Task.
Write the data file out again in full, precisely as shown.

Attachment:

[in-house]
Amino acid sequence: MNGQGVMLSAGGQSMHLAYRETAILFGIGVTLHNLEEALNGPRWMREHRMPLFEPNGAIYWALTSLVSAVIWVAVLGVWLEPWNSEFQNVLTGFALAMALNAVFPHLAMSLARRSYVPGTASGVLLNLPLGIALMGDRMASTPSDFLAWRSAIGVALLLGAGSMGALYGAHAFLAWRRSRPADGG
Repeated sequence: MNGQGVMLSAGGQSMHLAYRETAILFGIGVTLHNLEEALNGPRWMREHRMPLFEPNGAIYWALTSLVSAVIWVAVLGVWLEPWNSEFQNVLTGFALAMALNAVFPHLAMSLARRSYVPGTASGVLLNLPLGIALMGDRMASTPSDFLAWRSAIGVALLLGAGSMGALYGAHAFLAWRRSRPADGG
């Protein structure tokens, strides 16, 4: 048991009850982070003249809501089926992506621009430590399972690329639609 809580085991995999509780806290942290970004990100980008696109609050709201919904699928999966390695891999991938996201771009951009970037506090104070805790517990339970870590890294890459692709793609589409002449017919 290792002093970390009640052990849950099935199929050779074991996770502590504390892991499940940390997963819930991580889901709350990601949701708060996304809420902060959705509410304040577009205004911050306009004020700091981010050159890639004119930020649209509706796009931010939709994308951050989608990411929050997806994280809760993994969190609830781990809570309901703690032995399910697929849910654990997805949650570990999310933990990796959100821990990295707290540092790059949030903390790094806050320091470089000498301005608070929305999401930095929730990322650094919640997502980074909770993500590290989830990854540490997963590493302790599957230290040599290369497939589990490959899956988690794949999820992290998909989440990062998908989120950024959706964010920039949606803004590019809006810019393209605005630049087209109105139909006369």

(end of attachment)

[in-house]
Amino acid sequence: MNGQGVMLSAGGQSMHLAYRETAILFGIGVTLHNLEEALNGPRWMREHRMPLFEPNGAIYWALTSLVSAVIWVAVLGVWLEPWNSEFQNVLTGFALAMALNAVFPHLAMSLARRSYVPGTASGVLLNLPLGIALMGDRMASTPSDFLAWRSAIGVALLLGAGSMGALYGAHAFLAWRRSRPADGG
Repeated sequence: MNGQGVMLSAGGQSMHLAYRETAILFGIGVTLHNLEEALNGPRWMREHRMPLFEPNGAIYWALTSLVSAVIWVAVLGVWLEPWNSEFQNVLTGFALAMALNAVFPHLAMSLARRSYVPGTASGVLLNLPLGIALMGDRMASTPSDFLAWRSAIGVALLLGAGSMGALYGAHAFLAWRRSRPADGG
């Protein structure tokens, strides 16, 4: 048991009850982070003249809501089926992506621009430590399972690329639609 809580085991995999509780806290942290970004990100980008696109609050709201919904699928999966390695891999991938996201771009951009970037506090104070805790517990339970870590890294890459692709793609589409002449017919 290792002093970390009640052990849950099935199929050779074991996770502590504390892991499940940390997963819930991580889901709350990601949701708060996304809420902060959705509410304040577009205004911050306009004020700091981010050159890639004119930020649209509706796009931010939709994308951050989608990411929050997806994280809760993994969190609830781990809570309901703690032995399910697929849910654990997805949650570990999310933990990796959100821990990295707290540092790059949030903390790094806050320091470089000498301005608070929305999401930095929730990322650094919640997502980074909770993500590290989830990854540490997963590493302790599957230290040599290369497939589990490959899956988690794949999820992290998909989440990062998908989120950024959706964010920039949606803004590019809006810019393209605005630049087209109105139909006369």